This leads to the second punching bag the progressives have been using to denigrate the US: their drones. It is the same with drones as it is with eavesdropping: they work; they actually kill our enemies and those who want to turn the world into their own twisted mass of hatred. Drones are unique: silent, accurate and not involving danger for those who operate them. But their unanswerable power seem to be their own worst enemy for, like Sri Lanka’s defeat of terrorism, like the United States’ surveillance work, like the proven power of drones — it seems we cannot handle success.

Speaking of success, you have to admire the climate lobby when it comes to shifting its ground to defend its crumbling position. So severe was the coming drought we were told that our reservoirs would never be full again and we’d probably all die from lack of water like Burke and Wills. But after we spent millions, in Victoria, on a desalination plant that has never been needed or used, we find we have so much rain water that the dams are full. Then we were told that the seas would rise, St Kilda Pier would be washed away, our beachside suburbs would be uninhabitable and we would all drown. I sold up in St Kilda and moved to higher ground in South Yarra only to find that from my vantage point I look out, not on droughts or flooding plains, but on a lush paradise that is a cross between Zanadu and Shangri-la. Meanwhile, the polar ice caps have expanded and the planet is not overheating after all. But as their case became weaker, so the ingenuity of the climate lobby has become more desperate and brazen, to the point where the NSW bushfires are now said to be caused by Tony Abbott’s opposition to the carbon tax. Yet give them marks for success through persistence: if you repeat mythology often enough, some people will come to believe it.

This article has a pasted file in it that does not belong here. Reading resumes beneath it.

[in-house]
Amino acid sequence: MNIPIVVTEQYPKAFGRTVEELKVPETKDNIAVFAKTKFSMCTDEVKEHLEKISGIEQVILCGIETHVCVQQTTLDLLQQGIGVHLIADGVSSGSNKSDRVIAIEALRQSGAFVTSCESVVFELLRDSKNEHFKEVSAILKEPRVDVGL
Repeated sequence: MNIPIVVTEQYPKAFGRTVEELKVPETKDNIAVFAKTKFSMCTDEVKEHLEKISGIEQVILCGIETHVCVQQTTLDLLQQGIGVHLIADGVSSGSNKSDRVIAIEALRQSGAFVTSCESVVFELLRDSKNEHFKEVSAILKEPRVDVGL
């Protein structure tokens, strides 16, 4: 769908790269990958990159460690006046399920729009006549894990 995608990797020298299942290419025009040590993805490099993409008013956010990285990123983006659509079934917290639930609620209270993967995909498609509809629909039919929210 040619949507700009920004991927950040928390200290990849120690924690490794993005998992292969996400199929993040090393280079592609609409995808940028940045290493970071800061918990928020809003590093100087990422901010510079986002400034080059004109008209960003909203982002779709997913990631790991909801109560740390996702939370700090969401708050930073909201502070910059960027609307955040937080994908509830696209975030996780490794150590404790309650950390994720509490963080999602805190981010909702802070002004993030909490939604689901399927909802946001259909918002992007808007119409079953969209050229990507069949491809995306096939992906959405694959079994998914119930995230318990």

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  • jvcguest

    Your points about handringers of the left are well taken Neil but the Rajapaksa brothers can be compared with the disastrous Bandaranaike family (admittedly afflicted by the socialist doctrine learned by too many sub-continentals from the English in the 30s) by noting that they add thuggery and corruption. That they defeated the fascistic Tamil Tigers will turn out to be a v. good thing for Sri Lankans, including even Tamils and Musliims but let’s not pretend that Sinhalese populist nationalism is just some variety of nice, peacheful Buddhism.

    It is indeed hard to see how the US can defend its citizens interests (mostly legitimate) against non-state practitioners of “asymmetric” warfare without doing distasteful things which are also arguably illegal (whatever that means in an international context without a police force). But the problem with drones, that you do not touch on is that they will be readily available to every Tom, Dick and Harry of a country, and indeed every Tom, Dick and Harry. I see not sign of thinking and planning for the mitigation of the adverse aspects of this. Obviously a complete ban such as there is on the use of poison gas isn’t going to be negotiated or even sought by the US so it is worth discussing where America’s use of drones is leading. Too late for bans obviously.